2. Get there early! This is obvious, but it cannot be stressed enough.  Other than the holidays, summer is the busiest leisure travel time which means there are lots of people in the security lines who are unfamiliar with the process. Unless you have TSA Pre-Check or elite status on an airline, be prepared for long security lines.

3. Plan for delays and cancellations. Even if it is bright and sunny at your home and at your destination, there can be delays to your flights. Before you get to the airport look at alternate flights to your destination that are available on your airline. You can do this by doing a dummy booking on the airline's website (stop before the field asking for your credit card). Write down those flight numbers and keep them handy in case of significant delay or cancellation. This will save the airline agent time and relieve a bit of your stress if you know what your options are.
Remember this when delays and cancellations occur; the airlines don't like delays any more than you do. The gate agents, flight attendants, and phone agents are probably more stressed out by the delay than you are. Getting huffy with them and saying things like "I'll never fly this airline again" won't help you or anyone else. (Insider info: Most flight attendants don't get paid for time on the ground when the aircraft door is open).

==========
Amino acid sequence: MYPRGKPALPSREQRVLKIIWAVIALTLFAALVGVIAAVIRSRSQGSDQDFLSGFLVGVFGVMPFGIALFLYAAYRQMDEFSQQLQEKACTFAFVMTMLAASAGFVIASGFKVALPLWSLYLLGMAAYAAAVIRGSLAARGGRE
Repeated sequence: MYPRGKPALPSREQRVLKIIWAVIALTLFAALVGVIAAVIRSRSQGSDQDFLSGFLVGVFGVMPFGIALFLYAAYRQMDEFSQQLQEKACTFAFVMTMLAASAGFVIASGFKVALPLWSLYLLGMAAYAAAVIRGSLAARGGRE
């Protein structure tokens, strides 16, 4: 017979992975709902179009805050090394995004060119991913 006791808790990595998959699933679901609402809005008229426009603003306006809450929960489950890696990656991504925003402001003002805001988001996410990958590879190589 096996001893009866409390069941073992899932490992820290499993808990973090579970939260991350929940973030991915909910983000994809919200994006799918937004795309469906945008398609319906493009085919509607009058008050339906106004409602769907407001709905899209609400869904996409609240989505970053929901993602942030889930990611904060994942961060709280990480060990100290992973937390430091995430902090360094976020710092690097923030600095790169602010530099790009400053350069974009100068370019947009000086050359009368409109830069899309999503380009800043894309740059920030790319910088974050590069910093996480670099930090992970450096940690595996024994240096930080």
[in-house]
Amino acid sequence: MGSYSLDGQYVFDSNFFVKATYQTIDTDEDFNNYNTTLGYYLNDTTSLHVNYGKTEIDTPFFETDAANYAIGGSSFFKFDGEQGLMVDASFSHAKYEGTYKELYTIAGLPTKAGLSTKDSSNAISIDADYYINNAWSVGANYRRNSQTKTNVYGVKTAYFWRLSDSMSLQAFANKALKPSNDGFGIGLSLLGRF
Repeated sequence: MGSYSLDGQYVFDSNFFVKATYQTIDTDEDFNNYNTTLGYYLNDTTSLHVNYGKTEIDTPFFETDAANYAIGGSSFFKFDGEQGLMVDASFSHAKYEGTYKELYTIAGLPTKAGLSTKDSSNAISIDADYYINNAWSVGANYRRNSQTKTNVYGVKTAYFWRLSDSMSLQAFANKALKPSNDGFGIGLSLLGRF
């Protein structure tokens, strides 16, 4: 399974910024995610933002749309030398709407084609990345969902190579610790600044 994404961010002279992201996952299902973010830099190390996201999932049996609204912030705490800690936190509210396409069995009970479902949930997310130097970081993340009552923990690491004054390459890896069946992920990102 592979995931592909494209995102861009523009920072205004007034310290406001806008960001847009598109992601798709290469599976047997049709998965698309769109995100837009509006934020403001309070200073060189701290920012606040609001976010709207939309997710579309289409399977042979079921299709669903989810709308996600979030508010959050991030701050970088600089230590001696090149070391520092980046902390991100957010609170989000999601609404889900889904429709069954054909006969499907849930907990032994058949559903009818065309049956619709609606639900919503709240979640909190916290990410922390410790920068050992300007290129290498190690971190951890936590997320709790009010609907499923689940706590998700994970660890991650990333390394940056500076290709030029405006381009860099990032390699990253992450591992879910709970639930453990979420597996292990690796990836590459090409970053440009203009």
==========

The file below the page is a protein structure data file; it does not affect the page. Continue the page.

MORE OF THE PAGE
4. Know your airline's reservations desk phone number. When your flight gets delayed or cancelled you will have to wait in line to see an airline agent. Get on the phone with the airline's reservation desk while you're waiting in line. Often you will get through on the phone before you get to the front of an airport line. Give the phone agent the alternate flight numbers that you found before you left your house.

5. Bring a small power strip and make friends. There are never enough outlets to go around in an airport terminal. Bring a small power strip (I found one at Walmart that has four outlets with a one foot cord) and then you only need to find one outlet to charge your phone and those your friends, family, or strangers.

6. Join the airline's frequent flyer program. Even if you only fly once a year, join the frequent flyer program. You can use the miles for things other than flights. For example, I only fly on United and Delta when American doesn't fly to where I'm going. I collect miles from those trips and have used them for magazine subscriptions, gift cards, and even "bought" a coffee maker through frequent flyer miles.

7. For the nervous flyers: I was once a very nervous flyer too. That changed once I realized that the pilots want to land safely just as much as I do. Pilots won't fly unless they feel safe. Those sounds you hear the plane making, they're normal.

Bonus tip: free hotel perks!